What do you look for when you choose a Melbourne accountant for your startup? How do you know who to choose and why they are a good fit for you?
If you are part of an active and social startup community, like startup Melbourne or startup Adelaide, you can draw on your community for referrals to good accountants. Because your peer group has many of the same needs as you do, you will be able to learn the good, bad, and ugly stories about their accountants and how they work.
It’s important that you build an understanding about what makes an accountant good for a startup as opposed to just a new business. Not all that sparkles is gold, and not all accountants are good at working with young, high growth companies.
One of the first things to look for in a startup accountant is whether or not they get it. Do they understand startup life? Have they worked in, or founded, a startup themselves? Do they get the highs and lows? Being involved in a startup is not the same thing as running a flower shop, or a tyre fitting business, or even a flourishing restaurant.
A good example is working out which metrics are important to you right now. That is the kind of knowledge that your average accountant just doesn’t have. Yes, it’s important to have an understanding of each line in your Profit & Loss or Balance Sheet. But will a traditional accountant’s metrics give you an immediate sense of how your startup is functioning? Probably not.
If your accountant doesn’t get that, maybe they’re not the right person for you.
Are they on board with your vision, and actively help you to achieve it?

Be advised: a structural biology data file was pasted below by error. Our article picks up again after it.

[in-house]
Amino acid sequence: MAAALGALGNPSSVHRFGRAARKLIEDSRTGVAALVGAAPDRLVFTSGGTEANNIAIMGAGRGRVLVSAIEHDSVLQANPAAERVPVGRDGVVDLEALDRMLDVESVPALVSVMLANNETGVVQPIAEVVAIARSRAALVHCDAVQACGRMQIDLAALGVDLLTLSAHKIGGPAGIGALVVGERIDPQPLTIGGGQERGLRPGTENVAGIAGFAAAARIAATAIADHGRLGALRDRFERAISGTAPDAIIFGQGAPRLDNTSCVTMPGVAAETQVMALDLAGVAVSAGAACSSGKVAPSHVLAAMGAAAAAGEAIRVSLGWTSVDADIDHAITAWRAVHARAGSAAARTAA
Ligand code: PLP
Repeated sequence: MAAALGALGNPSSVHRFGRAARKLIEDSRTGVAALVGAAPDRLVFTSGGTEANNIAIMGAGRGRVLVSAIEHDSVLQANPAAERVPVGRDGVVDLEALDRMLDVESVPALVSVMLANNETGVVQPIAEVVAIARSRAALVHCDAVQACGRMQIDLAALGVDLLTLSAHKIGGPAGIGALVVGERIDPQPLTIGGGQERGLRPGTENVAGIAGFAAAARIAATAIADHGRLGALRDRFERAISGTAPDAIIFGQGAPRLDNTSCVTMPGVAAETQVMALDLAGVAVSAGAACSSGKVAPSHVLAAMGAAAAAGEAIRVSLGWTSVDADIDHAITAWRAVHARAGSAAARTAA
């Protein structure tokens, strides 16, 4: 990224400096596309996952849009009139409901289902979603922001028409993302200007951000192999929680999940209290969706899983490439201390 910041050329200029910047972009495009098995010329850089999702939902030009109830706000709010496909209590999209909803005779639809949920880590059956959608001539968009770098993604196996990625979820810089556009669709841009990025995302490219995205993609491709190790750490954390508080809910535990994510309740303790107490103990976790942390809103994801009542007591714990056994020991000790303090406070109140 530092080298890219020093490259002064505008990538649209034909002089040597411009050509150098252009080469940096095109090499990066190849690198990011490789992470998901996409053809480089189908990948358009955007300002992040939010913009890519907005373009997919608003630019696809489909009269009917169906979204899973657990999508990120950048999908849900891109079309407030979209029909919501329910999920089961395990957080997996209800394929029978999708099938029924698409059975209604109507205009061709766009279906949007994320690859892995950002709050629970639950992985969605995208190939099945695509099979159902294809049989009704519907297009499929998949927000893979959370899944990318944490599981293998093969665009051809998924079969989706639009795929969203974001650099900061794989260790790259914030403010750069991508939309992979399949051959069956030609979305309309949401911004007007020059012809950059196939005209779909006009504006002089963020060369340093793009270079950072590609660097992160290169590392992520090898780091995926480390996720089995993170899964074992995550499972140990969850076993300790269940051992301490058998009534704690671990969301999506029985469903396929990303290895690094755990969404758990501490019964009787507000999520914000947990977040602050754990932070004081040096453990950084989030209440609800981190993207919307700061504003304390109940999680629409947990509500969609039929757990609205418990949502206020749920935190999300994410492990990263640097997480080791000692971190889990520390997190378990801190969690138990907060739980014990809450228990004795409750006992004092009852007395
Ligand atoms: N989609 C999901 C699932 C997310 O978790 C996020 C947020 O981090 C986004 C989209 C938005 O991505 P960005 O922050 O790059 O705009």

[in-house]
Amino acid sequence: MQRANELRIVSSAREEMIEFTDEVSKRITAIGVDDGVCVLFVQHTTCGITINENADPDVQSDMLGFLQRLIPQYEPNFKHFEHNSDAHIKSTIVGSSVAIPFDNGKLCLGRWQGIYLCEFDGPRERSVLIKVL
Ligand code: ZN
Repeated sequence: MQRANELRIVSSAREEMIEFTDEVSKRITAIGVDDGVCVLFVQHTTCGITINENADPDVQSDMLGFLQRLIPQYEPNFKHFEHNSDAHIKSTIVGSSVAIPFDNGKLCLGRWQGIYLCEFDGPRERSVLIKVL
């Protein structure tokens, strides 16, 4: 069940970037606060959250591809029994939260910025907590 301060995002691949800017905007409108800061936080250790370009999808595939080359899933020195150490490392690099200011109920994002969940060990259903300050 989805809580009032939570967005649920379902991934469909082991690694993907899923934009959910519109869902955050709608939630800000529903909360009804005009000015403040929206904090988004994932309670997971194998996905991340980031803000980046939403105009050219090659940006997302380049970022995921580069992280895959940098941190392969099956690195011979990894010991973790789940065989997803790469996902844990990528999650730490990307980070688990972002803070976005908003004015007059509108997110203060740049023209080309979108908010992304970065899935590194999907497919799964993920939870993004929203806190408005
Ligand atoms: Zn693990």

Sure, your average bookkeeper or accountant can look backwards, and help you with the basic finances. When you have a startup accountant who has been in the trenches, they can guide you practically from that experience. The “fail and learn” scars that come with startup life are invaluable.
The other bonus is that your accountant will understand the need to build traction and raise venture capital to support your growth.
Your normal accountant struggles with the concepts of equity and valuation. You want a startup accountant that not only gets this, but is experienced enough to share and teach “startup maths”.
When it comes time to raise money, you want someone that can help you navigate the R&D Tax, grant and venture capital landscape in Australia. Make sure that your accountant can give you the financial modeling and other capital-raising support services that will maximise your chances of success.
Startup maths is one of the key things your startup accountant needs to know.
Most accountants don’t want to know you until you’re paying them enough to “make it worth their while”. Startup accountants get the cash crunch and penny pinching you have to do to stretch every dollar as far as it will go.
When you’re first starting out you’ve got a bunch of questions you need answered. You just need a little help pointing you in the right direction. As you grow you’ll want to spend more time on product development, sales and customer services. You may need more financial support, and eventually an startup-savvy part-time virtual CFO until you’re ready for one of your own.
Think about whether your Melbourne accountant will be with you for every stage of the journey.
Oh, and an accountant that simply wants to charge you as many hours as they can, typically doesn’t cut it for startups. You want transparent fixed-fee pricing so you know where you stand.
Do they really get startups? Have they travelled the startup journey themselves and do they make a point of focusing on startups specifically?
Will they grow with your company providing just what’s needed at the different stages, at a reasonable expense?
What services do they offer? And are the fees fair and transparent?
Do the know the ins and outs of startup funding, and can they educate you and support you to access it?
Ask a range of service providers these questions and see what kinds of responses you get in return.
This way, you will go into a relationship with an accountant with your eyes open. It’s not the kind of decision you want to make without being properly informed.